In the post Covid-19 world, with global trade in total disarray and predicted to fall by up to 32 per cent next year, Australia has never had a more pressing need of a strong rules-based trading system.
Along with the EU, Canada China, Switzerland and 12 other countries Australia has joined a joint endeavour to overcome the US’s blockage of the WTO’s dispute settlement system by instituting an “Interim Appeal Arbitration Arrangement”. This initiative could well be a launching pad for a much-needed renewal and strengthening of WTO rules and procedures more generally.
In recent years, President Trump has managed to bring the WTO dispute settlement system to its knees prompting Australia (along with China, the European Union, Canada, Switzerland and 12 other countries) to agree to a replacement process: an “Interim Appeal Arbitration Arrangement”. The US is not a signatory. The agreement has been created as a surrogate WTO Appellate Body, the pillar of the much-lauded dispute settlement process of the WTO described by successive Director Generals of the WTO and others as the “jewel in the crown of the WTO”.
It is critical for Australia to have a credible and well-functioning dispute settlement system. According to the government’s most recent “Foreign Policy White Paper”: ‘A rules-based trading system centred on the WTO is fundamental to Australia’s interests. Strong rules that help constrain the exercise of coercive power contribute to global security.’
But rules mean little if they cannot be enforced. Here the WTO dispute settlement system is critical. It is unique in the mosaic of international institutions. Unlike the specialised agencies of the United Nations, the OECD and elsewhere, WTO law is not ‘best endeavours’; it is ‘hard law’. In the event of a dispute, WTO members have agreed to forgo a degree of national sovereignty for their collective good and pay a significant price if they do not respect their obligations.
In the event of a ruling of non-respect, the defending party must bring its offending laws into conformity with the WTO requirements. If not, it must pay compensation to the complaining party for the lost trade or face legally sanctioned retaliation. There have been 561 disputes brought to the WTO and successfully settled. Australia has been a complainant in 8 cases, and a respondent in 16 cases (five relating to plain packaging of tobacco).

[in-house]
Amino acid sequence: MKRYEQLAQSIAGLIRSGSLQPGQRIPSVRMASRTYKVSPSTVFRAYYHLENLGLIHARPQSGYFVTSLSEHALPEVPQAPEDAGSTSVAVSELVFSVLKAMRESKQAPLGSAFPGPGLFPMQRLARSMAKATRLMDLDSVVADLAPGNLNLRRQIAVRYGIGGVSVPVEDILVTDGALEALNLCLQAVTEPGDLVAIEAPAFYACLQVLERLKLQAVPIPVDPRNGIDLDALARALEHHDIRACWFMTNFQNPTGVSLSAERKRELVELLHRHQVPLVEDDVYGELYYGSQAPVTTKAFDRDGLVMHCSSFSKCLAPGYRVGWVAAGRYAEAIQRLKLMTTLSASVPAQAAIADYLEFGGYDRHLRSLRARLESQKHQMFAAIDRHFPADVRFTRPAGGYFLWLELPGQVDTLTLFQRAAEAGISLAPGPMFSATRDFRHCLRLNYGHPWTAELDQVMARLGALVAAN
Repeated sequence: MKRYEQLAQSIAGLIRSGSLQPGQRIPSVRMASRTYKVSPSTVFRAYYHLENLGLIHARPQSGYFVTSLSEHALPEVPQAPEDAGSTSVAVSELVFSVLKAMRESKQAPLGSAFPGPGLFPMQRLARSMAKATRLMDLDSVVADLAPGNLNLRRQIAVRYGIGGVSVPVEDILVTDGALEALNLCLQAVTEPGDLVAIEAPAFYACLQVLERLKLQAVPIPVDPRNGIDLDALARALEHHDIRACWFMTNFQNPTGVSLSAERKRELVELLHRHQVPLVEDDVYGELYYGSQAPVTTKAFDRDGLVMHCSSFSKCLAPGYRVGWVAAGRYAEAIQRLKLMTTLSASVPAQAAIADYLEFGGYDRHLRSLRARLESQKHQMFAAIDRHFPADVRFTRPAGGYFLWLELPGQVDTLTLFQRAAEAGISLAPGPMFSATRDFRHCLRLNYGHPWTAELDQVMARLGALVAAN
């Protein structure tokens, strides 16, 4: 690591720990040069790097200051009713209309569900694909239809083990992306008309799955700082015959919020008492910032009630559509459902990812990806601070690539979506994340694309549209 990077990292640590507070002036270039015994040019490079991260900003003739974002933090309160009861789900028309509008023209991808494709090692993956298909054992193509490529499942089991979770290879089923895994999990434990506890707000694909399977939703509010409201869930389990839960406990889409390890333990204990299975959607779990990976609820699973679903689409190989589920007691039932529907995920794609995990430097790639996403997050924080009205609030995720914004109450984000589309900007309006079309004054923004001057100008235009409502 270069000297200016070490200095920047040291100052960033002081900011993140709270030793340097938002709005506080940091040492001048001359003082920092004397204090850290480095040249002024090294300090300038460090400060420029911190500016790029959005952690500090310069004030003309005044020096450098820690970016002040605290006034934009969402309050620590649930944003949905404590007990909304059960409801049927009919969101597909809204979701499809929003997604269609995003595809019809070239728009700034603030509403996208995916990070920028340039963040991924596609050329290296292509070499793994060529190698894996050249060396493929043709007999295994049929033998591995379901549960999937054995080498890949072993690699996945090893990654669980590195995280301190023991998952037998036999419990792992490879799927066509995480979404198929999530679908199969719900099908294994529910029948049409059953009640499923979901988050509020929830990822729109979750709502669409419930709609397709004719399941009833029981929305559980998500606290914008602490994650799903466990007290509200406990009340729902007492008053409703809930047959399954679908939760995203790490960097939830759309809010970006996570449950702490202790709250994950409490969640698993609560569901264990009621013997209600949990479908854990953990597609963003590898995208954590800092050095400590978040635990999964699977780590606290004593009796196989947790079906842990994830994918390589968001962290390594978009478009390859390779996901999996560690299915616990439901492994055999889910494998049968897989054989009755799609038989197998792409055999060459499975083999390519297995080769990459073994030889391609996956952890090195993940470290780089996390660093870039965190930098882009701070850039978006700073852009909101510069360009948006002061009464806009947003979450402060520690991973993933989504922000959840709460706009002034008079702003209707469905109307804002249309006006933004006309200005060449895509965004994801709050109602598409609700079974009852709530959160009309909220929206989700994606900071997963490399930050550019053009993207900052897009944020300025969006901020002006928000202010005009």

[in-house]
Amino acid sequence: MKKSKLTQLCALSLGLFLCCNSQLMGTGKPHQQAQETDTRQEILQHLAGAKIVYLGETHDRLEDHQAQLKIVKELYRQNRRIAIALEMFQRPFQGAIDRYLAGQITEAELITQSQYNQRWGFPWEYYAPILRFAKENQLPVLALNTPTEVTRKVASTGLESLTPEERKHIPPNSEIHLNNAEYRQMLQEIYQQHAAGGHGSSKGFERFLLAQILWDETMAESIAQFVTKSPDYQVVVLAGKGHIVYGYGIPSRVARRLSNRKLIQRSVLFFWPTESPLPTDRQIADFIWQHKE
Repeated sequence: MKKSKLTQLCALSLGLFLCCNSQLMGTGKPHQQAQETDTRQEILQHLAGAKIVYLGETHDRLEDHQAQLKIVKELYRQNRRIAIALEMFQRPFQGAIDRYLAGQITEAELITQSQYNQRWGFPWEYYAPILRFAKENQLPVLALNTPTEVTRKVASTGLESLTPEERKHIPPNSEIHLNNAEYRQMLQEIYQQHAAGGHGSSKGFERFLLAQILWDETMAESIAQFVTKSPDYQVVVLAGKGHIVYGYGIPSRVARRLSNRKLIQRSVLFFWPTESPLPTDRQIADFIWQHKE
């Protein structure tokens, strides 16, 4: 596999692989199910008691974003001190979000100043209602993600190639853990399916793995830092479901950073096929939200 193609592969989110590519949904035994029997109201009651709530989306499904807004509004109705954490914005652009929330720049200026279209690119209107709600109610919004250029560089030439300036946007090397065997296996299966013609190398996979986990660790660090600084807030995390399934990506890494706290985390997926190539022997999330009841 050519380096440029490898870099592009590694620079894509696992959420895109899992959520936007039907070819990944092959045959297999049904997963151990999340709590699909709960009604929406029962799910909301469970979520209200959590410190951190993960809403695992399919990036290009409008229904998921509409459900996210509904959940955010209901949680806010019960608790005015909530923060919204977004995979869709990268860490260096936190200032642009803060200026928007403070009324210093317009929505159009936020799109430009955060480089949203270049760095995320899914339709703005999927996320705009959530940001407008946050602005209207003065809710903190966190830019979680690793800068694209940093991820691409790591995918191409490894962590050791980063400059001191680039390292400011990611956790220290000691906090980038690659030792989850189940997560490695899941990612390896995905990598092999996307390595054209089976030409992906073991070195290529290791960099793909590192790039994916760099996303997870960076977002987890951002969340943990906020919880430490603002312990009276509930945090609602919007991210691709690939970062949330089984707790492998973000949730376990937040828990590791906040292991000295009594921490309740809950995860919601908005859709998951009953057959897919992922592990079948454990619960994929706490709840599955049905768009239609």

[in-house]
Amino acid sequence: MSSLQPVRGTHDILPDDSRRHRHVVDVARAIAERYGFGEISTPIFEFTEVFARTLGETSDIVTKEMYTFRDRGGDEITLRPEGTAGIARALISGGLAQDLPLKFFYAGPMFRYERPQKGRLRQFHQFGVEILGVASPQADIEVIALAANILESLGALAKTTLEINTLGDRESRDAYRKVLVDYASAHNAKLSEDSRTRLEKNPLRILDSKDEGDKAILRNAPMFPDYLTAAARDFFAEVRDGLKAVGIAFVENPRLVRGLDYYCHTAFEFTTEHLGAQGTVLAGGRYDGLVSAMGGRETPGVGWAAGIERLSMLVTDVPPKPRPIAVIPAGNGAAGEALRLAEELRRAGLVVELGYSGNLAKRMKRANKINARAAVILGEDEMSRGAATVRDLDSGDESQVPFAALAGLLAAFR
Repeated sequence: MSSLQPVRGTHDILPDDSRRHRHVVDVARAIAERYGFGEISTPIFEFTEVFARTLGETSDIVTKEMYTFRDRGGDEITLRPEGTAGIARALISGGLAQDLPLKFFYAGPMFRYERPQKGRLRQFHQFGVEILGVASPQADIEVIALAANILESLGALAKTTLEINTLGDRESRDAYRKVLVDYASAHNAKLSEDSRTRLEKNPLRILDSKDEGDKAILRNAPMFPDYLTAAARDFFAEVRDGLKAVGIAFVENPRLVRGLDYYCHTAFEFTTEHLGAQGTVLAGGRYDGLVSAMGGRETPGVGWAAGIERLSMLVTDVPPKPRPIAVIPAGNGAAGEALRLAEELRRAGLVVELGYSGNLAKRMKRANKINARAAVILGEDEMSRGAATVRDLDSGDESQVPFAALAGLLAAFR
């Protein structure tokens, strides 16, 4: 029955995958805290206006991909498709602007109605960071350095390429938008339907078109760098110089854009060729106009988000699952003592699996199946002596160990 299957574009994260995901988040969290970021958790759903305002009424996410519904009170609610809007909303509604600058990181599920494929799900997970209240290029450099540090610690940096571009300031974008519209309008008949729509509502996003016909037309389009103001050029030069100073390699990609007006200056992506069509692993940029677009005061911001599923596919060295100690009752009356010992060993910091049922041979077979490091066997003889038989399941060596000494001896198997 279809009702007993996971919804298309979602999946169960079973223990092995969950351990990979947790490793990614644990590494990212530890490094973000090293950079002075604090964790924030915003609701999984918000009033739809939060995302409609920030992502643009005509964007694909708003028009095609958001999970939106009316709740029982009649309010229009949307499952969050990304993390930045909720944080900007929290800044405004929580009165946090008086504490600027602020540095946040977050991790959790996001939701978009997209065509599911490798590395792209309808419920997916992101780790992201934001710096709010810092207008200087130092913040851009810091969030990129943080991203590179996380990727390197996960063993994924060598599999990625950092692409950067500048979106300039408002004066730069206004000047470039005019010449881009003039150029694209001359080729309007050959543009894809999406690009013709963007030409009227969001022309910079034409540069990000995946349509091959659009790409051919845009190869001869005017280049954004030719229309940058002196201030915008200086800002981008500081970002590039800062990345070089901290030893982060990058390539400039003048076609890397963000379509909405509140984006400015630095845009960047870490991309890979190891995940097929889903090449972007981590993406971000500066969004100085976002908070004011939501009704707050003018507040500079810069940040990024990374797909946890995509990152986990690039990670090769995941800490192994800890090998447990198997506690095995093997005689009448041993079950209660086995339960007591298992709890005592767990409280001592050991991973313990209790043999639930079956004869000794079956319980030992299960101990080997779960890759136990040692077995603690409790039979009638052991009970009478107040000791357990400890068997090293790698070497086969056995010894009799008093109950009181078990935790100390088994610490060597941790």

What would seem truly paradoxical in the extreme is that the US has been the driving force behind the collapse of the WTO legal system just as it was the prime mover in creating it. It has now chosen to render unworkable its key instrument: The Appellate Body. The false news that surrounds this approach denies belief.
According to President Trump: “The WTO has taken advantage of this country like you wouldn’t believe … we lose almost all the lawsuits in the WTO … It was set up for the benefit of taking advantage of the United States”.
The reality is that the US has been the most frequent and successful user of the system. Of the 595 cases brought to the WTO, the US has been a complainant in 135 and won 125. With a win rate of over 90 per cent its success is greater than any of the other 163 WTO members.
The US has rendered the Appellate Body inoperable via its refusal to agree to the appointments of new Appellate Body judges as the term of sitting members expires. The Appellate Body comprises seven judges and requires three to consider an appeal. The appointment of judges is agreed to on the basis of consensus. Without the approval of the US administration for new appointments the Appellate Body has ceased to be operational. Along with complaints of biased rulings (i.e. cases the US did not win) the US claims the Appellate Body has extended its judgements beyond its brief.
The Australian government is to be congratulated in joining this open-ended initiative with Japan and South Korea likely to join in the future. In fact, this initiative could well be used as a launching pad for a much-needed renewal and strengthening of WTO rules and procedures more generally.
In the post Covis-19 world, with global trade in total disarray and predicted to fall by up to 32 per cent next year, we have never had a more pressing need of a strong rules based trading system. In carrying out this task, just as in the Interim Appeal Arbitration Arrangement, Australia has a leadership role to play.
A slightly different version of this article was published subsequently in the digital edition of The Australian Financial Review on 6 May: https://www.afr.com/policy/economy/bypassing-trump-s-fake-complaints-paves-way-for-wto-renewal-20200506-p54q6q